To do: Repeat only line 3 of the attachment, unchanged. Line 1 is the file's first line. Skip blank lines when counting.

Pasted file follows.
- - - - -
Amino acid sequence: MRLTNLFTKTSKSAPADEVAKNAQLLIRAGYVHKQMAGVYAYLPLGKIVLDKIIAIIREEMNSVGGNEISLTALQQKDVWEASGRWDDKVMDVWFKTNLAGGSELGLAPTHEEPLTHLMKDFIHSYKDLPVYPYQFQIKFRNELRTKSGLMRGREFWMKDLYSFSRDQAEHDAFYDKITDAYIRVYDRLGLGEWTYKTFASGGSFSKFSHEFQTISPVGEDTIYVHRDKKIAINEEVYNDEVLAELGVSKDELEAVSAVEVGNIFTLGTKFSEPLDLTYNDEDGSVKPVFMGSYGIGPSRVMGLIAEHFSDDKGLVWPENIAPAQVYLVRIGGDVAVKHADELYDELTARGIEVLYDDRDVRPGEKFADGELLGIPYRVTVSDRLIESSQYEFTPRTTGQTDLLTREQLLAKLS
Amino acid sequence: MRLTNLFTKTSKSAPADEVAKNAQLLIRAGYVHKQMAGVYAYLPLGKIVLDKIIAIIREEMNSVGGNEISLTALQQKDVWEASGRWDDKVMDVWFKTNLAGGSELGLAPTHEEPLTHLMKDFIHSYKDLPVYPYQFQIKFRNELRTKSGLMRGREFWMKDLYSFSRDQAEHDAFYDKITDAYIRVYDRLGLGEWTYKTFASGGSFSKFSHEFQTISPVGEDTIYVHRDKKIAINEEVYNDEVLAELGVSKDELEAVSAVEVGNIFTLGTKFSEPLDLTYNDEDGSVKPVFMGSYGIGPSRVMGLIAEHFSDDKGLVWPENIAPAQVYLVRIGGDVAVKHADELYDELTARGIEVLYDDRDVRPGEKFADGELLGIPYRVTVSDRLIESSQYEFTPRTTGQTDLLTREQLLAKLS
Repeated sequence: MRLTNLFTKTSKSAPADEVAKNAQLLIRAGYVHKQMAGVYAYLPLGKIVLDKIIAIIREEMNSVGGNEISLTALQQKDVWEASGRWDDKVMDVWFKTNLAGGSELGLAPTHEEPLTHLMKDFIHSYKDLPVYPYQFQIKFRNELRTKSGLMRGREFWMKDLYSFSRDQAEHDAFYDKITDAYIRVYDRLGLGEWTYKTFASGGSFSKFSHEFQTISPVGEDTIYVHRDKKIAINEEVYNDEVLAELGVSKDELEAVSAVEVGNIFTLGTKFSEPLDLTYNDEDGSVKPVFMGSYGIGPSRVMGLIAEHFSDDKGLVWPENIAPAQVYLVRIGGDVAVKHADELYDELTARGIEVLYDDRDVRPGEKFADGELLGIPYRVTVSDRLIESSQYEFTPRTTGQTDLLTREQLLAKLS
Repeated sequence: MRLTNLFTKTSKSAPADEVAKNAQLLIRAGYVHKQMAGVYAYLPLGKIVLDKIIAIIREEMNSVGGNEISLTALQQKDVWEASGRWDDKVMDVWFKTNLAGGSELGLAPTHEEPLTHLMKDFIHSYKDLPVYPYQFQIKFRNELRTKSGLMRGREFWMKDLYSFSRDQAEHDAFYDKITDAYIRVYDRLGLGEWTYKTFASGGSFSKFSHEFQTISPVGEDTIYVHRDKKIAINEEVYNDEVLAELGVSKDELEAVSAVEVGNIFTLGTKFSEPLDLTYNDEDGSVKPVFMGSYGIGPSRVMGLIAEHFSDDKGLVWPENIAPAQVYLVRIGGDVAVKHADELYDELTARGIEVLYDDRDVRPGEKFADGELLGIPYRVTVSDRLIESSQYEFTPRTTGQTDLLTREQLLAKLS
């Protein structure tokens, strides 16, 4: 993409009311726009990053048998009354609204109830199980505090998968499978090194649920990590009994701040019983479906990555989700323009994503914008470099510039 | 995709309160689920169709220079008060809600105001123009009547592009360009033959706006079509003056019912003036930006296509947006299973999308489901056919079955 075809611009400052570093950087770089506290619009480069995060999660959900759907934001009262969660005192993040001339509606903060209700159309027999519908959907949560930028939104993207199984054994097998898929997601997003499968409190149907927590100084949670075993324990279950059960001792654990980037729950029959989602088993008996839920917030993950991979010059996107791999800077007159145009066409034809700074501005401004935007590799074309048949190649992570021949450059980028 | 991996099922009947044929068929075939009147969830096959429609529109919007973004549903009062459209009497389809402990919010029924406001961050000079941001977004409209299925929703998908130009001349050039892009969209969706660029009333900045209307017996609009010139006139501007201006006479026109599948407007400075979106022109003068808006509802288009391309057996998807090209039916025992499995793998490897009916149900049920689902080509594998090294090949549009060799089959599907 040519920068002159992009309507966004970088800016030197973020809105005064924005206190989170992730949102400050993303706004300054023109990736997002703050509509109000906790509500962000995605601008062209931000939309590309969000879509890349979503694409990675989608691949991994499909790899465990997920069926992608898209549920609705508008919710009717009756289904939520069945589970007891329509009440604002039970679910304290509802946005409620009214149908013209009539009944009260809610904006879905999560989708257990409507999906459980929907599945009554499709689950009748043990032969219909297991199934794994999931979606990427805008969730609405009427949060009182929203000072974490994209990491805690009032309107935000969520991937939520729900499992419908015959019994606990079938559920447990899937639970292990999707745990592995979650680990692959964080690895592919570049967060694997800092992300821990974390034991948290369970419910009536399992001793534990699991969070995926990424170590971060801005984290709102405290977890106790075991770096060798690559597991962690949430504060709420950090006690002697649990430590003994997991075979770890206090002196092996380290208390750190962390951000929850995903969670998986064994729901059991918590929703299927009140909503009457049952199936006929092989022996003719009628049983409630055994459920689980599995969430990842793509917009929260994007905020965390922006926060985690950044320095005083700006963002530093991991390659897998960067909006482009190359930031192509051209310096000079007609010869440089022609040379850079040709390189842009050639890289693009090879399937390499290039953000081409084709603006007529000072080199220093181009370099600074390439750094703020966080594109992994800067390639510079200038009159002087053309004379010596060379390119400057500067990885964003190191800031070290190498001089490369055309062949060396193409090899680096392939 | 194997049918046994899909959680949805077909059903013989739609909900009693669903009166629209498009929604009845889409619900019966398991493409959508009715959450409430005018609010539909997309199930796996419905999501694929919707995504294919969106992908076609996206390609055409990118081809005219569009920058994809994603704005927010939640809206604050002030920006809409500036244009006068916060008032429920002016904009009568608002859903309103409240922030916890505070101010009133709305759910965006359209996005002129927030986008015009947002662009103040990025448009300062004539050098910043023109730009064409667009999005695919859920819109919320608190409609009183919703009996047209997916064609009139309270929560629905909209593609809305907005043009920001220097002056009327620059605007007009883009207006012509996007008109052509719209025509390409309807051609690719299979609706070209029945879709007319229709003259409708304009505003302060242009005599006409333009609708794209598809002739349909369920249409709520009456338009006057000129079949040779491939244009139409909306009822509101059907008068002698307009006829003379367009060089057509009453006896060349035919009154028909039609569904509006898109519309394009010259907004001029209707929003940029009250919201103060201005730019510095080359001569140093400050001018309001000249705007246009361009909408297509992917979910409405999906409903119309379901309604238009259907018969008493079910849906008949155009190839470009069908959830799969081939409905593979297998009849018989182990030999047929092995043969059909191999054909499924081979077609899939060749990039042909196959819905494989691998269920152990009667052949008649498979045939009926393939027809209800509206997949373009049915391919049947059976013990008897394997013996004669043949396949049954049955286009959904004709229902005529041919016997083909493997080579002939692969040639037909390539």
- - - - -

Repeated sequence: MRLTNLFTKTSKSAPADEVAKNAQLLIRAGYVHKQMAGVYAYLPLGKIVLDKIIAIIREEMNSVGGNEISLTALQQKDVWEASGRWDDKVMDVWFKTNLAGGSELGLAPTHEEPLTHLMKDFIHSYKDLPVYPYQFQIKFRNELRTKSGLMRGREFWMKDLYSFSRDQAEHDAFYDKITDAYIRVYDRLGLGEWTYKTFASGGSFSKFSHEFQTISPVGEDTIYVHRDKKIAINEEVYNDEVLAELGVSKDELEAVSAVEVGNIFTLGTKFSEPLDLTYNDEDGSVKPVFMGSYGIGPSRVMGLIAEHFSDDKGLVWPENIAPAQVYLVRIGGDVAVKHADELYDELTARGIEVLYDDRDVRPGEKFADGELLGIPYRVTVSDRLIESSQYEFTPRTTGQTDLLTREQLLAKLS